There are two good reasons to be mad about the proposed tuition increase for future international students and they probably aren’t the reasons you’re angry.
Increases to international tuition are never going to affect anyone who doesn’t opt into having it affect them. The increase is not retroactive — it only affects new students. If a prospective international student feels that UBC’s new international tuition rates are more than they’re willing or able to pay, they can go elsewhere. If UBC is too expensive, there are comparable institutions all over the world. Some of them are cheaper and probably objectively better places to get your degree. Contrast this to the previous 20 per cent hike to the price of eight-month residence. It affected people without a choice — current students. If you want to live on campus for eight months, you pay what UBC tells you to. Prospective international students can carefully weigh the pros and cons of coming to UBC and make a decision.
The first good reason to be angry is that the Board of Governors — an institution mandated to be self-interested — can make these decisions with little to no input from UBC’s biggest stakeholders: current students. But if you’re angry that the BoG is pretty crappy, getting mad about a decision that has already been made seems unlikely to be a good way to affect change. Talk to your dean, talk to local politicians, talk to the AMS, talk to your student senators and BoG reps — let them know that this is something you care about. Deal with the root cause, not a symptom.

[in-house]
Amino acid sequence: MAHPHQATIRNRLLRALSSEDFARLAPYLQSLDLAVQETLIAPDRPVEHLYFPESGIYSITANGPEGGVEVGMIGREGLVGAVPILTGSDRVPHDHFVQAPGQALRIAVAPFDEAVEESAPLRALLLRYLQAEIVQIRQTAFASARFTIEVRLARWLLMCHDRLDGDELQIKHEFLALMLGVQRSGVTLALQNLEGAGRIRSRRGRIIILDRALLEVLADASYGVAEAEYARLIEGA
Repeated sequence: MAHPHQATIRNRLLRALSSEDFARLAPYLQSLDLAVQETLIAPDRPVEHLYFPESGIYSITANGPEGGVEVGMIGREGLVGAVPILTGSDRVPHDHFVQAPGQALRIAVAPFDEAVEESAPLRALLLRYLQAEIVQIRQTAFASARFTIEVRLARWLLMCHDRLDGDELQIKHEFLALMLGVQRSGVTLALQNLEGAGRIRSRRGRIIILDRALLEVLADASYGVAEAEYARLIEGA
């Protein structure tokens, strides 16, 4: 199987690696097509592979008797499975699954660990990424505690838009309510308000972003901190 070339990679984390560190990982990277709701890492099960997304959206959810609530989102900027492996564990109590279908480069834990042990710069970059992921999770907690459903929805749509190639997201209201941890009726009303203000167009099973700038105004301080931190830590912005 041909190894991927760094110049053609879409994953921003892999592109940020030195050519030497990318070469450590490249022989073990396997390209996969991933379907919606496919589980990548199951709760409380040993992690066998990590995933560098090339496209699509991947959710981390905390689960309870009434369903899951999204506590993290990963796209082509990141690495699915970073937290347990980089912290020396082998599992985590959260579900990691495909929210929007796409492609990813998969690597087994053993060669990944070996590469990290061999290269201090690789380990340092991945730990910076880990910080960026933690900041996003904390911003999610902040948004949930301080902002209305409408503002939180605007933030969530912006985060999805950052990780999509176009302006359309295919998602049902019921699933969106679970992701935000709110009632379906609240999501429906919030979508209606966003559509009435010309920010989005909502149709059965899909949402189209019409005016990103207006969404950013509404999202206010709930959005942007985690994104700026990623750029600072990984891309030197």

The second reason to be angry is that you’re worried about what the increase will do to the diversity of the student body at UBC. UBC has said that they don’t know what increased international tuition will do to diversity, but it seems reasonable to assume that the average international student is going to come from a more affluent background. But let’s say that your friend came up to you and told you that, because they’re worried about the diversity of the student body, they’re demanding that UBC keep tuition rates artificially low. You’d think they were crazy. Asking UBC to keep tuition low for everyone, when you’re concerned about the ability of a small subset of everyone to afford it, doesn’t make sense. Demanding that UBC offers more bursaries or variable rates of tuition depending on the student’s ability to pay makes sense.
If you want to bring about some sort of change, first figure out what it is that you actually want to change. Knee-jerk reactions don’t help anyone and that’s been almost all of what I’ve seen from individual students to supposedly well-organized groups. No one has put forward viable alternatives and no one has asked for a study on how this will actually affect the diversity of campus. Or, if they have, they’ve been drowned out by incoherent cries of how unfair this is and how awful UBC is. This isn’t an instance of an evil corporation gleefully rubbing its hands together because they’ve discovered another way to squeeze money out of helpless customers. UBC needs money. Even if international tuition rates were kept low, UBC won’t be better-governed or more diverse. Ask yourself what’s actually important to you and focus on that as opposed to jumping on the latest bandwagon because everyone else is outraged too.
John Harvey is a fifth-year engineering physics student.